NRC says Prairie Island able to handle emergenciesMinnesota News
-- Prairie Island nuclear plant, alongside the United States' 103 other plants, is prepared to handle emergency situations, according to the Nuclear Regulatory Commission.
By: Danielle Nordine - Red Wing Republican-Eagle, Pierce County Herald
RED WING - Prairie Island nuclear plant, alongside the United States' 103 other plants, is prepared to handle emergency situations, according to the Nuclear Regulatory Commission (NRC).
The NRC had minor suggestions, such as better emergency training for responders, but said the plant is on track.
The agency initiated inspections of U.S. nuclear power plants after a March 11 earthquake and subsequent tsunami in Japan badly damaged one of the country's nuclear plants.
Prairie Island's inspection affirmed what local Xcel Energy officials have said in the past - that the plant generally is well prepared for disasters such as floods, tornadoes and electricity blackouts.
Still, they said they will continue to make the plant safer.
"We're pleased that the NRC concluded we operate the Prairie Island plant safely, but we're never satisfied," said Mark Schimmel, site vice president.
He said the plant is considering additional backup power for some components. In the event of a power outage, the Prairie Island plant has diesel generators to supply power to safety-related equipment and battery backups to provide power to instruments and emergency lighting.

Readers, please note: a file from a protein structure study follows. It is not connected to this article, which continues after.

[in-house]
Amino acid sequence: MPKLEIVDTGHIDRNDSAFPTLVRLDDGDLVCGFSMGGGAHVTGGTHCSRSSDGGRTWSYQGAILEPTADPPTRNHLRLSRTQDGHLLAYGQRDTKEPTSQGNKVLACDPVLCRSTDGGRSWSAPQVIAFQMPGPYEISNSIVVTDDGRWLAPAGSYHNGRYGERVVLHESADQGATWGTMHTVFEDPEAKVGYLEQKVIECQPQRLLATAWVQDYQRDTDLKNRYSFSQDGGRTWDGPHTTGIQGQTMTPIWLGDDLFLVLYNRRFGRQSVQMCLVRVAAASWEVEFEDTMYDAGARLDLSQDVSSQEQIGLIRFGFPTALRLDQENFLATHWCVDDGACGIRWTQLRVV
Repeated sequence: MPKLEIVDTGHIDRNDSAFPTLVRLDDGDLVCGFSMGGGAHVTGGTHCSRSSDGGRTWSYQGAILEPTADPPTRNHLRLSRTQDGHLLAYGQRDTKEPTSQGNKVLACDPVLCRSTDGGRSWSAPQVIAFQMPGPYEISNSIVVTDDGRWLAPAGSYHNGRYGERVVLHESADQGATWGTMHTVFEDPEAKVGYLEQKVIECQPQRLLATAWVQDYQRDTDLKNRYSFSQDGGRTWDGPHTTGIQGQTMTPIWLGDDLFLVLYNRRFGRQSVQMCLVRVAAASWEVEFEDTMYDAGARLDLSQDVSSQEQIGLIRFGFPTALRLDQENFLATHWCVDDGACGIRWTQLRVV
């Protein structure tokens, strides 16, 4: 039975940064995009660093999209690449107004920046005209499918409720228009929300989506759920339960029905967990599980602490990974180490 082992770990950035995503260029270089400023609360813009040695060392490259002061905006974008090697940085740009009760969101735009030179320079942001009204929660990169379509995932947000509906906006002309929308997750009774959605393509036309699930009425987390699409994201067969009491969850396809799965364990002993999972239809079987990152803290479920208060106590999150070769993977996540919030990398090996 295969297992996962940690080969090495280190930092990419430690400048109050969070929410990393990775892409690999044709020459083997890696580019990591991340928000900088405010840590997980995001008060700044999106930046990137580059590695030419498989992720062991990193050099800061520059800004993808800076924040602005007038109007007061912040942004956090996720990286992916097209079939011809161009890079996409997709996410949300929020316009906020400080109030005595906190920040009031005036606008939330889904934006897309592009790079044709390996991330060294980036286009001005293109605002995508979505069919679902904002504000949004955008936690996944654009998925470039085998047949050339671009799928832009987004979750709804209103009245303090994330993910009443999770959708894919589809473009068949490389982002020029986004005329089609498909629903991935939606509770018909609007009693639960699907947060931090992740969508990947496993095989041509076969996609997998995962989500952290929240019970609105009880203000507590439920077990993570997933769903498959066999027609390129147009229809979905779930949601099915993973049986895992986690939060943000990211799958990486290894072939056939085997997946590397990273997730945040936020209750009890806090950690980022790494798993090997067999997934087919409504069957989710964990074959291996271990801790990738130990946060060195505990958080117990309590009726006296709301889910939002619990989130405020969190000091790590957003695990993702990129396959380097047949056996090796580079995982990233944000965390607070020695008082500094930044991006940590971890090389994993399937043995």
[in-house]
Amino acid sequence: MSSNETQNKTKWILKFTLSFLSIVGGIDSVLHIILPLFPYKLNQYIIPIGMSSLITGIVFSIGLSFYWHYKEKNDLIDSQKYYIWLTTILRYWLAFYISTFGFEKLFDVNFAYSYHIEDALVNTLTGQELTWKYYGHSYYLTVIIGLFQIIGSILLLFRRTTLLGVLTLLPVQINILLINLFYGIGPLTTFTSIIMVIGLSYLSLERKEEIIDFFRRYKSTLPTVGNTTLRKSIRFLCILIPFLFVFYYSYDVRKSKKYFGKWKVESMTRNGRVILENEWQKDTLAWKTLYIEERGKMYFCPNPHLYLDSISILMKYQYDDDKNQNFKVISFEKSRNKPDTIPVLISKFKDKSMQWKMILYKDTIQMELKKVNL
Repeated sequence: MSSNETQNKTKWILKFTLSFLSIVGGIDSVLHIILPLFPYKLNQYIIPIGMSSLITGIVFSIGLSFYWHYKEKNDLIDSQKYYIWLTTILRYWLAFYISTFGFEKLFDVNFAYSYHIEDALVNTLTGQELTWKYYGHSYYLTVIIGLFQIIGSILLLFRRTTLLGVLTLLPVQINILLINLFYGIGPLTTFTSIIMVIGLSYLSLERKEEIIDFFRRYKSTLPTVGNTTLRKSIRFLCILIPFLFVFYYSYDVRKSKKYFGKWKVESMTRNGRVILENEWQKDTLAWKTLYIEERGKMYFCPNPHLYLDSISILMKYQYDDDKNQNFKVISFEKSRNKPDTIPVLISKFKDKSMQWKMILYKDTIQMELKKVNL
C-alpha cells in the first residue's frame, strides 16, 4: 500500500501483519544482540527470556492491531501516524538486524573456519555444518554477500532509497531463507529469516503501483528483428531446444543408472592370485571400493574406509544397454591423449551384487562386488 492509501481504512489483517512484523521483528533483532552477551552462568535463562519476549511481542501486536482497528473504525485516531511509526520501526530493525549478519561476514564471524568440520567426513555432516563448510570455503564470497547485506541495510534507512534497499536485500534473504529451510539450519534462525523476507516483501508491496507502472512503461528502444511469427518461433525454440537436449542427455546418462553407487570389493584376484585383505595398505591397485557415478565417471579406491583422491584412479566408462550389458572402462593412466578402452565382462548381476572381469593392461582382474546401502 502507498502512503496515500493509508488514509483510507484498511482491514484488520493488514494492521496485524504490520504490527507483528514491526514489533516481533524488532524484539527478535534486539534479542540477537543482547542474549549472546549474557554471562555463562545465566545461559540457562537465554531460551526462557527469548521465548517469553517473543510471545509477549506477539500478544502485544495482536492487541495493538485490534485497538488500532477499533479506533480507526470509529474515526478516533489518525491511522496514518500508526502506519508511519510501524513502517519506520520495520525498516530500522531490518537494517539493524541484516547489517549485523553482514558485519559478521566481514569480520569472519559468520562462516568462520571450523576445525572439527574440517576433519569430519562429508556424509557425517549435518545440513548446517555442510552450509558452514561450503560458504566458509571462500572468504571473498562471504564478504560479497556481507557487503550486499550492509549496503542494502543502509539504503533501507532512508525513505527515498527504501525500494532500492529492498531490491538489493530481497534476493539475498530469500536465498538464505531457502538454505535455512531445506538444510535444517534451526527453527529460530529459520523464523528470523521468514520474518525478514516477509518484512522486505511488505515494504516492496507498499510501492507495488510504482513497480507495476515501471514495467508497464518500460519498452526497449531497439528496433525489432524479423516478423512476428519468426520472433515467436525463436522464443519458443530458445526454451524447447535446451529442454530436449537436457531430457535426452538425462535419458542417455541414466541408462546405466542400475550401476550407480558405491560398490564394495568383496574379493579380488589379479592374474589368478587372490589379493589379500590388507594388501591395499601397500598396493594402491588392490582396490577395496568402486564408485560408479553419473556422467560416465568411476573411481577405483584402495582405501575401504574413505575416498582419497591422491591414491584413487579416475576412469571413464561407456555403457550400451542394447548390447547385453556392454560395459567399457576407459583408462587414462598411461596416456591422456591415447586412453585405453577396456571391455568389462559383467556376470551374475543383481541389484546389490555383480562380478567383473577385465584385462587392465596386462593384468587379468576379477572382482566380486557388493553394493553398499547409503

The NRC expressed some concerns with the plant's ability to respond to a station blackout. But Xcel officials have said the plant is able to safely shut down and keep fuel cooled using methods such as steam-driven turbines to supply water to the reactor.
The plant was designed to weather the most common disasters here - floods and tornadoes - and emergency procedures are in place, Xcel officials said.
And even though an earthquake in the area is unlikely, seismic activity is monitored around the plant and it is designed to endure minor quakes.
The inspections found some of the sump pumps and flooding detectors would not fare well in an earthquake, but they wouldn't be relied upon following flooding or earthquakes.
Plant officials also are evaluating the storage structures of some protective equipment to ensure it is protected.
"Inspectors drew our attention to some issues that we are addressing," Schimmel said.
Resident inspectors nationally evaluated all plants' ability to respond to major fires, floods, earthquakes, explosions, loss of electricity or a combination of these circumstances. Preparations for some of those disasters are not required under current requirements, but still the NRC determined plants were, in general, prepared for such events.
The NRC started releasing the inspection reports to the public Friday.
The results will be used not only to evaluate the industry's preparedness for emergencies, but also to determine if additional regulation is needed, NRC officials said.
Prairie Island nuclear plant has cleared another hurdle in its license renewal process.
The Nuclear Regulatory Commission issued its final environmental impact statement Tuesday, stating there are no environmental factors that would prevent a license renewal for both units.
If approved, the renewal would allow the plant to operate for an additional 20 years. The current licenses expire in August of 2013 for Unit 1 and October of 2014 for Unit 2.
A separate safety evaluation for the renewal was completed in October 2009, and the NRC's decision on the licenses is expected to come soon.
Xcel Energy also plans to up the power on the plant's units and increase the number of nuclear waste storage casks on site.